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How Do You Compare Riflescopes?

How Do You Compare Riflescopes?

The Quandary
On a fairly regular basis, I am sent riflescopes for testing and evaluation. Testing objective factors such as the accuracy of adjustments, durability and eye relief is a relatively straightforward process. That said, testing optical quality can be really difficult without sophisticated testing equipment (which I don't have).

The Question
How do you objectively compare and evaluate the subjective qualities of a riflescope?  Until recently, the only way for me to evaluate factors such as optical clarity and light transmission was by mounting the scope to a rifle and taking it (and a few other rifle/scope combos) outside in various lighting conditions. At dusk, for example, I could take turns looking through scopes at a 1951 Air Force Resolution Target and see which scope gave me the best performance in the diminished light. The problem was that by the time you switched rifles and scopes, your brain "forgot" exactly what the previous image looked like. Not a perfect system to say the least.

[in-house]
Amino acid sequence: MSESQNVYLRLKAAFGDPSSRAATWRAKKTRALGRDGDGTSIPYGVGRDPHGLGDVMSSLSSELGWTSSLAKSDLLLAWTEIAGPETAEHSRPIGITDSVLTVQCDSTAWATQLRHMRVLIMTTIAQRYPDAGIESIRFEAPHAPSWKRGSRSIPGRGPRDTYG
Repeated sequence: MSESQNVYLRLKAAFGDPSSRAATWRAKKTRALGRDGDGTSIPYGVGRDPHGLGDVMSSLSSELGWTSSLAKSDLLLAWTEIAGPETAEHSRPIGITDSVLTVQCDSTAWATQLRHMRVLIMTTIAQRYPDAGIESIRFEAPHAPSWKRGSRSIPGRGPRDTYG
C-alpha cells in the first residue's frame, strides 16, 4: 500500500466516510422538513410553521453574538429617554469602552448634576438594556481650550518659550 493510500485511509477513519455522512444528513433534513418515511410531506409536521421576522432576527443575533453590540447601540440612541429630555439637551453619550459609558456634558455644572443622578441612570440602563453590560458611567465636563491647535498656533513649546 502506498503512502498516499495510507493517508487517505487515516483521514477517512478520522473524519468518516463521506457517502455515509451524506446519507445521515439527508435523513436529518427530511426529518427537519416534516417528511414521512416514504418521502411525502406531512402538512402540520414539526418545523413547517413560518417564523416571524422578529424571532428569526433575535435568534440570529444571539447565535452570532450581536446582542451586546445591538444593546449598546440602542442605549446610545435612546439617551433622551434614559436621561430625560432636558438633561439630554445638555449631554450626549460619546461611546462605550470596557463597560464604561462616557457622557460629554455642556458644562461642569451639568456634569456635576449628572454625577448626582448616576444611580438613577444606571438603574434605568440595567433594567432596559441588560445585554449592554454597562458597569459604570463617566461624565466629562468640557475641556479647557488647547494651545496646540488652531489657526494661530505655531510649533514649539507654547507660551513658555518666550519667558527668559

The Solution
A few months ago, a box showed up at my door—sent by a well-known gunsmith friend. It was a steel bar, fitted with four different scope rings set side-by-side. The bar allowed for up to four scopes to be mounted and adjusted so that they all shared the same point of aim. The entire package can be mounted on a camera tripod so that the evaluator (me) can sit comfortably for long periods of time behind the glass. By moving my head an inch or so in each direction, I can compare scopes on the same plane, focused on the same target, in the same conditions. As dusk falls, I can quickly move back and forth between images, comparing apples to apples. Simple, but very effective.

Nothing groundbreaking here, but a little window into what methods we use to evaluate products.

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